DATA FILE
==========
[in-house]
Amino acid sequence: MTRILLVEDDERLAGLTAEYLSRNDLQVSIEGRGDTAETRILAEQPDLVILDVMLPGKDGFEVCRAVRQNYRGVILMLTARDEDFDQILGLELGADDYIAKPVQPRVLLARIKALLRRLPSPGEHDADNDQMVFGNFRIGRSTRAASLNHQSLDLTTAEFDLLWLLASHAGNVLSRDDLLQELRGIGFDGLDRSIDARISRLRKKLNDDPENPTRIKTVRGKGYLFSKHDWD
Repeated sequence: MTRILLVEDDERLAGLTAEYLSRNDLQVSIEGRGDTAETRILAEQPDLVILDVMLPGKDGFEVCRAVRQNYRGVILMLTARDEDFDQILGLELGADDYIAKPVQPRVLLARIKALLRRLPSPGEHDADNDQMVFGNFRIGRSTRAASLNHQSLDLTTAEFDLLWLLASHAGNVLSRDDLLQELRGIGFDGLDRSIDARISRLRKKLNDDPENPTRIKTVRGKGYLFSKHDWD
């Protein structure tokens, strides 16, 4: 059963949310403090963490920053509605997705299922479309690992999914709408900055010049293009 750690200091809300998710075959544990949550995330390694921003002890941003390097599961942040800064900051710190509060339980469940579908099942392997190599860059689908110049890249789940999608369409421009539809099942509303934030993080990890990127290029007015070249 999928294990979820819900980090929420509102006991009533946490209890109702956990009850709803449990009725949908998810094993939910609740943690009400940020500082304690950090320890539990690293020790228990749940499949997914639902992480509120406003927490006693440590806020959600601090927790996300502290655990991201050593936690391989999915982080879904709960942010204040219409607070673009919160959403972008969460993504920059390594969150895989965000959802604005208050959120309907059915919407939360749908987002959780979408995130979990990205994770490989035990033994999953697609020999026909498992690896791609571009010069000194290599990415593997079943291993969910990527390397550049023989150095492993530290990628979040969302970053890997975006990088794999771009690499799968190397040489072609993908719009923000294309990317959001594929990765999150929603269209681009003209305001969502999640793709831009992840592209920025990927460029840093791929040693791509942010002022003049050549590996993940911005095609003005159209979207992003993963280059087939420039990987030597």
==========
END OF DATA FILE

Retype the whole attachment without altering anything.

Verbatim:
[in-house]
Amino acid sequence: MTRILLVEDDERLAGLTAEYLSRNDLQVSIEGRGDTAETRILAEQPDLVILDVMLPGKDGFEVCRAVRQNYRGVILMLTARDEDFDQILGLELGADDYIAKPVQPRVLLARIKALLRRLPSPGEHDADNDQMVFGNFRIGRSTRAASLNHQSLDLTTAEFDLLWLLASHAGNVLSRDDLLQELRGIGFDGLDRSIDARISRLRKKLNDDPENPTRIKTVRGKGYLFSKHDWD
Repeated sequence: MTRILLVEDDERLAGLTAEYLSRNDLQVSIEGRGDTAETRILAEQPDLVILDVMLPGKDGFEVCRAVRQNYRGVILMLTARDEDFDQILGLELGADDYIAKPVQPRVLLARIKALLRRLPSPGEHDADNDQMVFGNFRIGRSTRAASLNHQSLDLTTAEFDLLWLLASHAGNVLSRDDLLQELRGIGFDGLDRSIDARISRLRKKLNDDPENPTRIKTVRGKGYLFSKHDWD
């Protein structure tokens, strides 16, 4: 059963949310403090963490920053509605997705299922479309690992999914709408900055010049293009 750690200091809300998710075959544990949550995330390694921003002890941003390097599961942040800064900051710190509060339980469940579908099942392997190599860059689908110049890249789940999608369409421009539809099942509303934030993080990890990127290029007015070249 999928294990979820819900980090929420509102006991009533946490209890109702956990009850709803449990009725949908998810094993939910609740943690009400940020500082304690950090320890539990690293020790228990749940499949997914639902992480509120406003927490006693440590806020959600601090927790996300502290655990991201050593936690391989999915982080879904709960942010204040219409607070673009919160959403972008969460993504920059390594969150895989965000959802604005208050959120309907059915919407939360749908987002959780979408995130979990990205994770490989035990033994999953697609020999026909498992690896791609571009010069000194290599990415593997079943291993969910990527390397550049023989150095492993530290990628979040969302970053890997975006990088794999771009690499799968190397040489072609993908719009923000294309990317959001594929990765999150929603269209681009003209305001969502999640793709831009992840592209920025990927460029840093791929040693791509942010002022003049050549590996993940911005095609003005159209979207992003993963280059087939420039990987030597």